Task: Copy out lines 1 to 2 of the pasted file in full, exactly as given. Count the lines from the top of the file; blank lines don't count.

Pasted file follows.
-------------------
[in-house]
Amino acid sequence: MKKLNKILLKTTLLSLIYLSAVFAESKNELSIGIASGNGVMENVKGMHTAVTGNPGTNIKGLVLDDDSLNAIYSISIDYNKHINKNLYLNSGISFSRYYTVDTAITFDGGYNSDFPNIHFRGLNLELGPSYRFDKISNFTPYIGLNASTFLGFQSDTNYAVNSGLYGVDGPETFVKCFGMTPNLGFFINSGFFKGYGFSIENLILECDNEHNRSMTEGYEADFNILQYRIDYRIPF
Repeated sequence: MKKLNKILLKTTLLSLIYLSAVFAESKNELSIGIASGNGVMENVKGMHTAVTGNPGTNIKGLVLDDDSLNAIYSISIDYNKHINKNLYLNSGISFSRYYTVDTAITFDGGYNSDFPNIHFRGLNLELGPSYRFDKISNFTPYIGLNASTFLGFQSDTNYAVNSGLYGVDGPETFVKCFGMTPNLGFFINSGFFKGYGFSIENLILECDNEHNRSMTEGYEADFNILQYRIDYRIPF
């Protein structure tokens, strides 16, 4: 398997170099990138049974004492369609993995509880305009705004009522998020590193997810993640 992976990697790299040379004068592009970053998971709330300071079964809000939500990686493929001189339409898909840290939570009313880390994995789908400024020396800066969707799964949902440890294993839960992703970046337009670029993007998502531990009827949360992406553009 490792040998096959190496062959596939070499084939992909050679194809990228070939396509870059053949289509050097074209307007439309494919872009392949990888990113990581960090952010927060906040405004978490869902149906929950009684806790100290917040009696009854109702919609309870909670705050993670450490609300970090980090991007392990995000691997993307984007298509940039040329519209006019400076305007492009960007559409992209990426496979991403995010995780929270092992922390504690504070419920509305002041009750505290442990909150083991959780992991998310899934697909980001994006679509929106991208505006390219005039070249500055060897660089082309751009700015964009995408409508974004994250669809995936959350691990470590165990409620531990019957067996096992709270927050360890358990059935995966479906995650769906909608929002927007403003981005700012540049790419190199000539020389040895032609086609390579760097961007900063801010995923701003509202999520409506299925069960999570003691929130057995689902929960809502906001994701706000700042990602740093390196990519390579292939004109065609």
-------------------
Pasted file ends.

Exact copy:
[in-house]
Amino acid sequence: MKKLNKILLKTTLLSLIYLSAVFAESKNELSIGIASGNGVMENVKGMHTAVTGNPGTNIKGLVLDDDSLNAIYSISIDYNKHINKNLYLNSGISFSRYYTVDTAITFDGGYNSDFPNIHFRGLNLELGPSYRFDKISNFTPYIGLNASTFLGFQSDTNYAVNSGLYGVDGPETFVKCFGMTPNLGFFINSGFFKGYGFSIENLILECDNEHNRSMTEGYEADFNILQYRIDYRIPF